BOISE — The House State Affairs Committee is expected to vote Tuesday on a bill that would reduce the number of times public notices need to be published in a newspaper and move more of them online.
Sponsored by Rep. Britt Raybould, R-Rexburg, the bill would eliminate the current requirement that a notice be published in print two to five times. It also would require all public notices to be published online. Newspapers could charge up to $20 for an online notice. The rate for print notices, which depends on the length of the notice, wouldn’t change.
The Newspaper Association of Idaho already runs a website where it publishes all public notices. Its archives go back a couple of years; Raybould’s bill would require that notices stay online for a minimum of four weeks, and says newspapers would have to publish notices online using a platform that is free to access. Notices also would have to be published in print once, in the next edition of the area’s newspaper, and the print notice would be required to include the website address where the notices can be found online.
Raybould characterized her bill as an attempt to compromise between the interests of cities and counties, who want to save money and move entirely to publishing notices online, and newspaper groups who view the third-party verification provided by publishing notices as a way to make sure government agencies follow the law.
"This is an anticipated transition to helping folks being able to find notices online and still serve communities that find themselves reliant on their local newspaper," Raybould said.
Representatives of both newspapers and of cities and counties urged the committee to hold the bill, albeit for different reasons. Travis Quast, the regional president and publisher of Adams Publishing Group’s eastern Idaho newspapers including the Post Register, said reducing the number of times notices such as foreclosures, bankruptcies and name changes are published would make it harder for people who are affected to find them.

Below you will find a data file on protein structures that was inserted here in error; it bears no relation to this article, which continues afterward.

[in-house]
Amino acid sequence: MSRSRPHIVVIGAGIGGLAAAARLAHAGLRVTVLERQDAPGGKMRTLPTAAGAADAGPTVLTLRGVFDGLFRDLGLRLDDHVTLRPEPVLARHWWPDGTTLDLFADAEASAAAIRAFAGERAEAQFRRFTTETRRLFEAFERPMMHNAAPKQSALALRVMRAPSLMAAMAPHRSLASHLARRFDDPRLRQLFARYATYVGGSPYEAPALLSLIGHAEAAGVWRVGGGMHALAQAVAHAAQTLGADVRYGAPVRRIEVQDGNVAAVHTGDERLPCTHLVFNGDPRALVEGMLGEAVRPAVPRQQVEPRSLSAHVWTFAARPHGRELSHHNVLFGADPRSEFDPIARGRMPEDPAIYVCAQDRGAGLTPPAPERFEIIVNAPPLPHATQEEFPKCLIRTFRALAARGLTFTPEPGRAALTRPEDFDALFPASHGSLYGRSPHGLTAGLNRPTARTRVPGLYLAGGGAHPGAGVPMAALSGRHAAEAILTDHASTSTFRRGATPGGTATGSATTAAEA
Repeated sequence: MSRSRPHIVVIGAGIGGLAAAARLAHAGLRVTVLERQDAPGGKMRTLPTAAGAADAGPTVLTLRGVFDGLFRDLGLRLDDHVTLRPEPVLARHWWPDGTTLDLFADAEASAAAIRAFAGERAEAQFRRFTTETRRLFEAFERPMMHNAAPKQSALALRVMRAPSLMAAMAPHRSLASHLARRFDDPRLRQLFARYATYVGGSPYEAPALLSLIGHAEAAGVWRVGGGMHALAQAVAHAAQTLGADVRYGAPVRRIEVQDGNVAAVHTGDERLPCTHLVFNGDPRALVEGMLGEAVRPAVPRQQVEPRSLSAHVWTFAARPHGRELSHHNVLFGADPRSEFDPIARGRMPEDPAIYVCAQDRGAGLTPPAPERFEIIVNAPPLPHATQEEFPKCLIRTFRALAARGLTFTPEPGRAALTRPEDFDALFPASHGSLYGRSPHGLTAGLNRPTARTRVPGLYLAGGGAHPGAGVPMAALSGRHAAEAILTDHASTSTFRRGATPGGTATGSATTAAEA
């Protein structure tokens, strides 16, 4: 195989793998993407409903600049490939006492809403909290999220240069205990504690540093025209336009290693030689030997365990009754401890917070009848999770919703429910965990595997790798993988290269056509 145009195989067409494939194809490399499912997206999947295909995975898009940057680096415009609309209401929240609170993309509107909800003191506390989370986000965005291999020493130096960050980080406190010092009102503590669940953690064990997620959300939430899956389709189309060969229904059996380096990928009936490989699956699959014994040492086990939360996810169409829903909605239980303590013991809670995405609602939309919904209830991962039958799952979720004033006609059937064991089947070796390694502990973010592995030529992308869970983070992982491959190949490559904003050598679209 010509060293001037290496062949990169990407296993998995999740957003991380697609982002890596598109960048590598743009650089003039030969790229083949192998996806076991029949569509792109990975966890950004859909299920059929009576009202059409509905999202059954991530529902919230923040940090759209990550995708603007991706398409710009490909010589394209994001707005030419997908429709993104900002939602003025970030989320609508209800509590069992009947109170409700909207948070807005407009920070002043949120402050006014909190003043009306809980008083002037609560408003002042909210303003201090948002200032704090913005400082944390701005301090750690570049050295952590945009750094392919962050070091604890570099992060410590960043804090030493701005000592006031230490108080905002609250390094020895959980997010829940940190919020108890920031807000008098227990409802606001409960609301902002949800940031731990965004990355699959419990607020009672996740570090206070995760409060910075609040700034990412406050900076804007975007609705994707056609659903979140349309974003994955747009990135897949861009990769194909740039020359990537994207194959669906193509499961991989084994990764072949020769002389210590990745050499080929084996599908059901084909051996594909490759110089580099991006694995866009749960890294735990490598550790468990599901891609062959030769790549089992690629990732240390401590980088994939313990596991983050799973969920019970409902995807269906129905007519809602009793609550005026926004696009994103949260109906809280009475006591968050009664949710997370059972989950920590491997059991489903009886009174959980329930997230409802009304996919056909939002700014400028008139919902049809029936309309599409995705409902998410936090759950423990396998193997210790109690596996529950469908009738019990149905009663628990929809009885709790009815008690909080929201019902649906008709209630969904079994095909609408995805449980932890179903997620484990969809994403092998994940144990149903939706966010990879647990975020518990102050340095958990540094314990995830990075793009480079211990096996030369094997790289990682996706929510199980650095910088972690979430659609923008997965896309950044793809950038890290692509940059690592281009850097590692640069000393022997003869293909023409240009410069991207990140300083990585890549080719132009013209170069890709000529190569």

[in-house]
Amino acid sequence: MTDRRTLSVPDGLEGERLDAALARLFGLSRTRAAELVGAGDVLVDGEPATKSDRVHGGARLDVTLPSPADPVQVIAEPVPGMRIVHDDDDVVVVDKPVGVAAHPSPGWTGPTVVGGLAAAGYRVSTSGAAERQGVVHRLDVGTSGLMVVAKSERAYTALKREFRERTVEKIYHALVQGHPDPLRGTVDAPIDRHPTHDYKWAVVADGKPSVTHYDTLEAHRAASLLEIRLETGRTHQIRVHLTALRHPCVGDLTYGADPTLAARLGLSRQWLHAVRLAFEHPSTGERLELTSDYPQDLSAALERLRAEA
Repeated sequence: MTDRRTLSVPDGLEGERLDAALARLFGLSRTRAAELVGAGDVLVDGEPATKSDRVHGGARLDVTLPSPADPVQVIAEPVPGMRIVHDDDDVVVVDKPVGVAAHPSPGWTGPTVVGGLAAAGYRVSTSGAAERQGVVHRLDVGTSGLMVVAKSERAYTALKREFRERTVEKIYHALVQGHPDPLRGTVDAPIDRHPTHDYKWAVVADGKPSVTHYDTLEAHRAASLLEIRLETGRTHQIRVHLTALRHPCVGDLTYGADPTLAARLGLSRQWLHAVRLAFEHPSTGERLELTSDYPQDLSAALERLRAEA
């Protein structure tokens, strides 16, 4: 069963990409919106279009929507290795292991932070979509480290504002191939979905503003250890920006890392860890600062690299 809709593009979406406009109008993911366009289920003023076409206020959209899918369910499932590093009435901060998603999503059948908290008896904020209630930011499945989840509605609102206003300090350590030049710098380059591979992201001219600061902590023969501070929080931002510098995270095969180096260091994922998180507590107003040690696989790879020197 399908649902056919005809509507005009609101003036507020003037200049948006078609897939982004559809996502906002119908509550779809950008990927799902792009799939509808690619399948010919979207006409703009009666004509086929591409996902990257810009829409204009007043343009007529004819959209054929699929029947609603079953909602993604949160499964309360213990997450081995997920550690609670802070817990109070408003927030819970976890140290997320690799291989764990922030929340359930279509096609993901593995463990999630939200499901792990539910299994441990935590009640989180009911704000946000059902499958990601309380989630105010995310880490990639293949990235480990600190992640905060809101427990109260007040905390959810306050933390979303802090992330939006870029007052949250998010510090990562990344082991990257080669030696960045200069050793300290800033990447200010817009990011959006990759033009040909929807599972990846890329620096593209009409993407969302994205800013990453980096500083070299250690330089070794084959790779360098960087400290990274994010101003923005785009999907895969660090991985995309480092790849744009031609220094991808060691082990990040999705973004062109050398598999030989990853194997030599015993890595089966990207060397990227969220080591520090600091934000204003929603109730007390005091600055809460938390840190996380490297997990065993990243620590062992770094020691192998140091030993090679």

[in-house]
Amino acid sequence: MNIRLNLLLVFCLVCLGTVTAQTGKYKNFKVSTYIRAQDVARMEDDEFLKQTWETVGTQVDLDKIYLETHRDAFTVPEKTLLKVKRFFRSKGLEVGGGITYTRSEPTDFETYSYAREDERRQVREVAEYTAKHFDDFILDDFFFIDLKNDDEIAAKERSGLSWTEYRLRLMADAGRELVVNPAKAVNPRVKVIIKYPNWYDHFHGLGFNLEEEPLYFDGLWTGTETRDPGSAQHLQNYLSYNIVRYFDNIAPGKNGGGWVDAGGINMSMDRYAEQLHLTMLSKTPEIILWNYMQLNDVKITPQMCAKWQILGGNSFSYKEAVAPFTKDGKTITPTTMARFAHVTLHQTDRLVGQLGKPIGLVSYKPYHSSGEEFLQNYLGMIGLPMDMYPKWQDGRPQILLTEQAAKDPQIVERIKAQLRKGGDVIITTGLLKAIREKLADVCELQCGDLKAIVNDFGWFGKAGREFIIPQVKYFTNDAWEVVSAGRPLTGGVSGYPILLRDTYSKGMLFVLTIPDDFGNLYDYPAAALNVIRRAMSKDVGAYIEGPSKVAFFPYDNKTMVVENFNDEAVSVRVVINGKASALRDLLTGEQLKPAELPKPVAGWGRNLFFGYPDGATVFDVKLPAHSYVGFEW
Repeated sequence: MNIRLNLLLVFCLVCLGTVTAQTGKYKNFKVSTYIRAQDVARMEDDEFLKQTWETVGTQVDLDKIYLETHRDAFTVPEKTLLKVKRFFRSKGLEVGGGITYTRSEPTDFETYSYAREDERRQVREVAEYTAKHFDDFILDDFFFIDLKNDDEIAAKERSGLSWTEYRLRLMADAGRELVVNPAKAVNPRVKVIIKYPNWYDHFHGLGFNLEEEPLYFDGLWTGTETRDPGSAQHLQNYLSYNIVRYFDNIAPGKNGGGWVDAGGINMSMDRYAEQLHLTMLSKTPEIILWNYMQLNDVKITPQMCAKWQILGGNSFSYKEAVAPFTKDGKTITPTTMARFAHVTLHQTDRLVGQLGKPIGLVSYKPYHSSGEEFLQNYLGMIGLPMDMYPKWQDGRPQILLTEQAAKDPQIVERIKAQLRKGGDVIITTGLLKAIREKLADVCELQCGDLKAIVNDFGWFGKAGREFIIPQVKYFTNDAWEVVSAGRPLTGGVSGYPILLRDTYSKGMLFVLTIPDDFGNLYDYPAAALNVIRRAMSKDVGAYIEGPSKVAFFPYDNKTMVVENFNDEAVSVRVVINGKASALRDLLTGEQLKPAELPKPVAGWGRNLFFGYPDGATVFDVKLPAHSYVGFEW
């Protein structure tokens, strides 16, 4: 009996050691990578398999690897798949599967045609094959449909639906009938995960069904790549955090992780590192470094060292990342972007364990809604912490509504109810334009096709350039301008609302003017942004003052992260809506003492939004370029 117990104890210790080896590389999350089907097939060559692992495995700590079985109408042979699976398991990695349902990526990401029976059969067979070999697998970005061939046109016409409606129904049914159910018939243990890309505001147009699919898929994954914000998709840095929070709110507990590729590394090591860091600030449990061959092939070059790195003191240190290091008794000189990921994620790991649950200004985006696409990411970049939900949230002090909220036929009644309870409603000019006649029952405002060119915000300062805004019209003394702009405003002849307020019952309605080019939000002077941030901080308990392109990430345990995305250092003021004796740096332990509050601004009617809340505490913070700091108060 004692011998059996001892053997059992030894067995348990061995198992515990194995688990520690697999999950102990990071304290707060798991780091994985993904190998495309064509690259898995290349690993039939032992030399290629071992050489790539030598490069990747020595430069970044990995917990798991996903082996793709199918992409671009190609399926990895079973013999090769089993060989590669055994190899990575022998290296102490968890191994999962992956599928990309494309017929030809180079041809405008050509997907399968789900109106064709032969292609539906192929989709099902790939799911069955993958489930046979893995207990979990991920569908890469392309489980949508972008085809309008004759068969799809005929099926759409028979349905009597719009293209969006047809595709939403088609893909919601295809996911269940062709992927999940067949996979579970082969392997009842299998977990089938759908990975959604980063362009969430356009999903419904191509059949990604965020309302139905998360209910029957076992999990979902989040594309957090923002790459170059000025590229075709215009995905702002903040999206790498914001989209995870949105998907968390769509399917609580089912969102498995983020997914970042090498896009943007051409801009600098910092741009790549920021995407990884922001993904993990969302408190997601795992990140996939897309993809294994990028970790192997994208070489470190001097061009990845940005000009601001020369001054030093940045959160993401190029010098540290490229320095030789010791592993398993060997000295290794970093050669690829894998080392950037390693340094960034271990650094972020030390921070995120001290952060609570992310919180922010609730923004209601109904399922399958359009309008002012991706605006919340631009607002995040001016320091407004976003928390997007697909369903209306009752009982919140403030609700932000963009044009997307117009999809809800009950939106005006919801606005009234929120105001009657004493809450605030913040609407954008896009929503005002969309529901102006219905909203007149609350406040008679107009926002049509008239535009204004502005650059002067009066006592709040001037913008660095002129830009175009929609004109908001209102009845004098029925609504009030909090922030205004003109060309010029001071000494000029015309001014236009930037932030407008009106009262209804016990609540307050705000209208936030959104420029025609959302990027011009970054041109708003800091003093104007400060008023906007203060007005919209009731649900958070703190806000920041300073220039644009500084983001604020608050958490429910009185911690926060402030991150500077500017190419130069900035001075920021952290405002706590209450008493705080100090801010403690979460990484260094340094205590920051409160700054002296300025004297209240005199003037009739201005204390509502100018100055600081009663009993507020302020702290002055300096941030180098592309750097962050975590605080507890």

Quast said the amount of money charged for newspapers is set by the state and compensates newspapers for a service. He gave the example of Bannock County, which spent about $21,000 on public notices last year, or less than one-third of 1 percent of its more than $67 million budget. Quast said this works out to about 25 cents per county resident, which he argued is worth it to keep the public informed of what their government is doing.
“I don’t think that it’s really cost-prohibitive for a county to take the best interests of the citizens at heart,” Quast said.
Ada County Commissioner Rick Visser said he wishes the committee had approved a bill sponsored by former Rep. Ron Nate, R-Rexburg, last year that would have let government agencies publish notices online rather than in print at all. He said Ada County has started to publish its legal notice on its website. He also urged the committee to hold the bill, although not for the same reasons as Quast.
“We still have a goal to get a bill out that is fair to Idaho taxpayers, that does not subsidize a dying industry,” Visser said. “Whether it’s 25 cents per person or what, I’m fighting for the taxpayers. It adds up.”
By the time public testimony was over, the committee only had a few minutes until the House was scheduled to go on the floor. Committee Chairman Rep. Steve Harris, R-Meridian, said he plans to hold a vote Tuesday.